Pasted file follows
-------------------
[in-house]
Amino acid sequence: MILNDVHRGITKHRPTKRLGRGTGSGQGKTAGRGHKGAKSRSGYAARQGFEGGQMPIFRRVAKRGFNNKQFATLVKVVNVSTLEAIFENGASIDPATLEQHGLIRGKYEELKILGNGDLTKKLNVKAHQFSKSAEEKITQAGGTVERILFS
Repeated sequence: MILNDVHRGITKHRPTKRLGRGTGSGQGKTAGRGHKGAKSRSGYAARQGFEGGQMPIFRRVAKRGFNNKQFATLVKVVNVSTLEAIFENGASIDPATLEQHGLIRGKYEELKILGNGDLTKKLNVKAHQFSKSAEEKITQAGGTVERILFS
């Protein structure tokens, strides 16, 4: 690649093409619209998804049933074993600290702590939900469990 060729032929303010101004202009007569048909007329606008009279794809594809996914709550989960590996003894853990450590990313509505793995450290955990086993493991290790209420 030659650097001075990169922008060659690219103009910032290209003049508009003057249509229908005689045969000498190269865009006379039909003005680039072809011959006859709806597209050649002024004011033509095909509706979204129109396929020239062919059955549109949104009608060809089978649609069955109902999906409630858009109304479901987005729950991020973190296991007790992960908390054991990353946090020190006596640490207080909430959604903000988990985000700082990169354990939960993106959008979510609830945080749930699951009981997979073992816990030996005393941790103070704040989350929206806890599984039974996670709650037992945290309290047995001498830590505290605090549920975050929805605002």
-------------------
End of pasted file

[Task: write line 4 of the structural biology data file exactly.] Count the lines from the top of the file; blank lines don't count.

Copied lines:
């Protein structure tokens, strides 16, 4: 690649093409619209998804049933074993600290702590939900469990 060729032929303010101004202009007569048909007329606008009279794809594809996914709550989960590996003894853990450590990313509505793995450290955990086993493991290790209420 030659650097001075990169922008060659690219103009910032290209003049508009003057249509229908005689045969000498190269865009006379039909003005680039072809011959006859709806597209050649002024004011033509095909509706979204129109396929020239062919059955549109949104009608060809089978649609069955109902999906409630858009109304479901987005729950991020973190296991007790992960908390054991990353946090020190006596640490207080909430959604903000988990985000700082990169354990939960993106959008979510609830945080749930699951009981997979073992816990030996005393941790103070704040989350929206806890599984039974996670709650037992945290309290047995001498830590505290605090549920975050929805605002």